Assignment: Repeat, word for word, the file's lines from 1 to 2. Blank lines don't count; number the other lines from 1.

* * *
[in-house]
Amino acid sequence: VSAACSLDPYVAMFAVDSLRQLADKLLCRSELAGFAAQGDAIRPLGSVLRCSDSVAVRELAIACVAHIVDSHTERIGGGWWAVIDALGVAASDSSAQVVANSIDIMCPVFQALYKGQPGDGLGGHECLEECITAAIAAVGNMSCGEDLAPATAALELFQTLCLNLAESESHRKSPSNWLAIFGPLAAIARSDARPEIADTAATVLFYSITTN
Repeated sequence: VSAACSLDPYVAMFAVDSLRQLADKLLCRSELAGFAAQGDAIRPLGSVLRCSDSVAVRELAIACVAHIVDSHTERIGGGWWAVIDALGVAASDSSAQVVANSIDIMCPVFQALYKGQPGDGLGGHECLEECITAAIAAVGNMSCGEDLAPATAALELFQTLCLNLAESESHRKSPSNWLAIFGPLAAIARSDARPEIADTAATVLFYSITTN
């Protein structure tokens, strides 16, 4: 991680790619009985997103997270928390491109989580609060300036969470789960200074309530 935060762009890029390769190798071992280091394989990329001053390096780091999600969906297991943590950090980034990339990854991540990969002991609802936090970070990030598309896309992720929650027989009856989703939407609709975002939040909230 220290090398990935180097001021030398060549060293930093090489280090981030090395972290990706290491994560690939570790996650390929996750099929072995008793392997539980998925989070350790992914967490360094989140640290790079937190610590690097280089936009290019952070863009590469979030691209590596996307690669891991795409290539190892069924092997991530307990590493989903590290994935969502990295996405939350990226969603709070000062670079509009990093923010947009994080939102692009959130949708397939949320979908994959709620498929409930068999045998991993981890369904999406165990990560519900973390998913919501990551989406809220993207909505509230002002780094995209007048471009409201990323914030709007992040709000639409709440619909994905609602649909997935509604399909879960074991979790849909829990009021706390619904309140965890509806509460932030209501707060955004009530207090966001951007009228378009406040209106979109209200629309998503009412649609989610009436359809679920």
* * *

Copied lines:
[in-house]
Amino acid sequence: VSAACSLDPYVAMFAVDSLRQLADKLLCRSELAGFAAQGDAIRPLGSVLRCSDSVAVRELAIACVAHIVDSHTERIGGGWWAVIDALGVAASDSSAQVVANSIDIMCPVFQALYKGQPGDGLGGHECLEECITAAIAAVGNMSCGEDLAPATAALELFQTLCLNLAESESHRKSPSNWLAIFGPLAAIARSDARPEIADTAATVLFYSITTN